Modern Ghana logo

FEATURED: Can We Blame Religion For Africa’s Economic Woes?...

body-container-line
27.07.2005 General News

Call for further consultation on Minerals and Mining Bill

GNA

Accra, July 27, GNA - The Ghana National Coalition on Mining on Thursday appealed to Parliament to delay the passage of the Minerals and Mining Bill for further and wider consultation with stakeholders. Dr Yaw Graham, a member of the Coalition, who addressed a press conference held in Accra, said the Bill, already before Parliament, was intended to give Ghanaians the first opportunity in 20 years to review the state of mining in the country.

"Rushing its passage would be considered a lost opportunity to the majority of constituents involved in mining," adding that the opportunity to make contribution to the Bill should not be considered as a privilege to a few, but rather involving all interested parties. He said the inadequacy in designing the law meant the law was lopsided.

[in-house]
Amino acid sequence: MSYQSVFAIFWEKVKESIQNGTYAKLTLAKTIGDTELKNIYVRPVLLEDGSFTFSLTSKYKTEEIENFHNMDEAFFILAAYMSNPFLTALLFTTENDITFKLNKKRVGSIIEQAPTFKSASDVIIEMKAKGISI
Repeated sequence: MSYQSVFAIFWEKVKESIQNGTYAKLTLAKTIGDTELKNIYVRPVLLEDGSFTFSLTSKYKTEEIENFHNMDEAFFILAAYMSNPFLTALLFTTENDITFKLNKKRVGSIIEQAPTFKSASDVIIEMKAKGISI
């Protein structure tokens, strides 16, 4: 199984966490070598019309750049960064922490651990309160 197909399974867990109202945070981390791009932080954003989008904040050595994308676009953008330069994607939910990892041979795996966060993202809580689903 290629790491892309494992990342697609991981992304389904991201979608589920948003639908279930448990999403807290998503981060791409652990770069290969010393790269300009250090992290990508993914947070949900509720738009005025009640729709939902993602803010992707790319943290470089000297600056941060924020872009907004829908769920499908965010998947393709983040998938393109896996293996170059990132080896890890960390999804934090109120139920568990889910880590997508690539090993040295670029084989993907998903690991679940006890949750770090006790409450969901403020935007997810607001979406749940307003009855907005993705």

Dr Graham said Parliament gave two weeks for the submissions of memoranda on the Minerals and Mining Bill, "but the two-week notice was woefully inadequate for other stakeholders to participate in the consultation".

He said experience had shown that mining in Ghana for the past 20 years had not done well in terms of the net returns to national economic development, environmental protection and community rights. While suggesting a revision of the current law to seek to maximise the net returns, offer concrete provisions for environmental protection and enhance community interest, Dr Graham said the current Bill is replete with provisions that sought to offer further protection and incentive for large-scale mining companies.

Dr Graham said: "We need to create the necessary mechanisms that allow for democratic development," adding that the Coalition was ready to help to reach the constituencies to solicit views on the law. "We believe that a further and wider consultation on the Bill will provide information that can balance the various competing interests associated with mining," he said.

Mr Augustine Niber of the Centre for Public Interest Law called on Parliament to redraft the law and exclude areas such as Forest reserves from mining sites.

The clause that the Mining Department be made part of the Minerals Commission should also be reconsidered due to the conflict of interest between the two institutions.

body-container-line